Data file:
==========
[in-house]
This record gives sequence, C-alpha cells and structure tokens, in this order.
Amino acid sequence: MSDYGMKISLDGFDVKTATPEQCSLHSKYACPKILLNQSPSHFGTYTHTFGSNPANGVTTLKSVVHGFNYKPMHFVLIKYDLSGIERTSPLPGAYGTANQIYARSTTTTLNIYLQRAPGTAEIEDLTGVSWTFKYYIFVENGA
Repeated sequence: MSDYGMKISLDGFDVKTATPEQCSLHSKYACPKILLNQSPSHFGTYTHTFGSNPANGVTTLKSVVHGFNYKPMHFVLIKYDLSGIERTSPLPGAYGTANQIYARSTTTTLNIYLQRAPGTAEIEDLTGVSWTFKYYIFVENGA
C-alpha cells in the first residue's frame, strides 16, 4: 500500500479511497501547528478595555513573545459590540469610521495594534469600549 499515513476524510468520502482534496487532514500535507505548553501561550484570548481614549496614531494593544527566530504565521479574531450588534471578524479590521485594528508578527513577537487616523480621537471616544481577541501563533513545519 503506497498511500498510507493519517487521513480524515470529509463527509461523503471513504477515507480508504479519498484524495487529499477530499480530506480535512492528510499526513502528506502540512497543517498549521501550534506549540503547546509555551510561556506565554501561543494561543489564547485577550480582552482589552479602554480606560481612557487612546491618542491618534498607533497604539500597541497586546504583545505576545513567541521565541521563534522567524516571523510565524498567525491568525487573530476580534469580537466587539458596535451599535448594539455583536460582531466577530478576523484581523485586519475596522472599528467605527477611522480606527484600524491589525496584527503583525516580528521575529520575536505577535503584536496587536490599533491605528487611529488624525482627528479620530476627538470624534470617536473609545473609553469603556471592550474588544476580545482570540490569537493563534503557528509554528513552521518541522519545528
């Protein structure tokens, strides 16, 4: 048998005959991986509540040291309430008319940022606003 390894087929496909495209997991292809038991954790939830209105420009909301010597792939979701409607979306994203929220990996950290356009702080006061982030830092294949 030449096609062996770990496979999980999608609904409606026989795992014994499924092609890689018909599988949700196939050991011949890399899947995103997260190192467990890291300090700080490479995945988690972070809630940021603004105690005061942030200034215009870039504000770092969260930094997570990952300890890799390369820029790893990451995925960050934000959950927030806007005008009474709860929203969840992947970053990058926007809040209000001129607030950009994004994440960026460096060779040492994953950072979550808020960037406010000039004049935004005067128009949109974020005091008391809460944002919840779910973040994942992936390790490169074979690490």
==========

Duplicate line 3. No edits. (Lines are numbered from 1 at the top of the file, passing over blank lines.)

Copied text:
Amino acid sequence: MSDYGMKISLDGFDVKTATPEQCSLHSKYACPKILLNQSPSHFGTYTHTFGSNPANGVTTLKSVVHGFNYKPMHFVLIKYDLSGIERTSPLPGAYGTANQIYARSTTTTLNIYLQRAPGTAEIEDLTGVSWTFKYYIFVENGA